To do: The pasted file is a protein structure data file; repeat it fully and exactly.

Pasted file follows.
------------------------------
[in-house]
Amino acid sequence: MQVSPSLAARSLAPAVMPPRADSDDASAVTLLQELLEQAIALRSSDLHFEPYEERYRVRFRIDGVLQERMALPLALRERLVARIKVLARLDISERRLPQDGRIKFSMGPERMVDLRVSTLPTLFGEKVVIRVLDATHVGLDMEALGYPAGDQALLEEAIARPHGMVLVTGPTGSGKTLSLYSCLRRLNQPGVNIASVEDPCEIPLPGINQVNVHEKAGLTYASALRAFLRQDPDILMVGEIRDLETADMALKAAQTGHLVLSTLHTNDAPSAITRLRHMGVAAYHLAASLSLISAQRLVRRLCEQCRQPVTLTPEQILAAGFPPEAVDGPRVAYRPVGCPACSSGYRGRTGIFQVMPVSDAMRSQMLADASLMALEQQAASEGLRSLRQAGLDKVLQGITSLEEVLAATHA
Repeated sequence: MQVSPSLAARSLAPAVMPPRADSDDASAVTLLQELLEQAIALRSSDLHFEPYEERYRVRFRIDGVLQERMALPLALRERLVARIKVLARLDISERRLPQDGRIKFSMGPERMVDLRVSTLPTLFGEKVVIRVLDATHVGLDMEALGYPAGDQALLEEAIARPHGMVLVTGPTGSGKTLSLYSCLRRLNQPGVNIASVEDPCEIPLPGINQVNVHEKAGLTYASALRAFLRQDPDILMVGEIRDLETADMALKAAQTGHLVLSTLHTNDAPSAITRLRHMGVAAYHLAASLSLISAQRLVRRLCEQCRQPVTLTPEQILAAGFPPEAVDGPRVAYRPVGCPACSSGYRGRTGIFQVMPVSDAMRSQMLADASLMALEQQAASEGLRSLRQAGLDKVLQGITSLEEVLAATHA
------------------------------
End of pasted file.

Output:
[in-house]
Amino acid sequence: MQVSPSLAARSLAPAVMPPRADSDDASAVTLLQELLEQAIALRSSDLHFEPYEERYRVRFRIDGVLQERMALPLALRERLVARIKVLARLDISERRLPQDGRIKFSMGPERMVDLRVSTLPTLFGEKVVIRVLDATHVGLDMEALGYPAGDQALLEEAIARPHGMVLVTGPTGSGKTLSLYSCLRRLNQPGVNIASVEDPCEIPLPGINQVNVHEKAGLTYASALRAFLRQDPDILMVGEIRDLETADMALKAAQTGHLVLSTLHTNDAPSAITRLRHMGVAAYHLAASLSLISAQRLVRRLCEQCRQPVTLTPEQILAAGFPPEAVDGPRVAYRPVGCPACSSGYRGRTGIFQVMPVSDAMRSQMLADASLMALEQQAASEGLRSLRQAGLDKVLQGITSLEEVLAATHA
Repeated sequence: MQVSPSLAARSLAPAVMPPRADSDDASAVTLLQELLEQAIALRSSDLHFEPYEERYRVRFRIDGVLQERMALPLALRERLVARIKVLARLDISERRLPQDGRIKFSMGPERMVDLRVSTLPTLFGEKVVIRVLDATHVGLDMEALGYPAGDQALLEEAIARPHGMVLVTGPTGSGKTLSLYSCLRRLNQPGVNIASVEDPCEIPLPGINQVNVHEKAGLTYASALRAFLRQDPDILMVGEIRDLETADMALKAAQTGHLVLSTLHTNDAPSAITRLRHMGVAAYHLAASLSLISAQRLVRRLCEQCRQPVTLTPEQILAAGFPPEAVDGPRVAYRPVGCPACSSGYRGRTGIFQVMPVSDAMRSQMLADASLMALEQQAASEGLRSLRQAGLDKVLQGITSLEEVLAATHA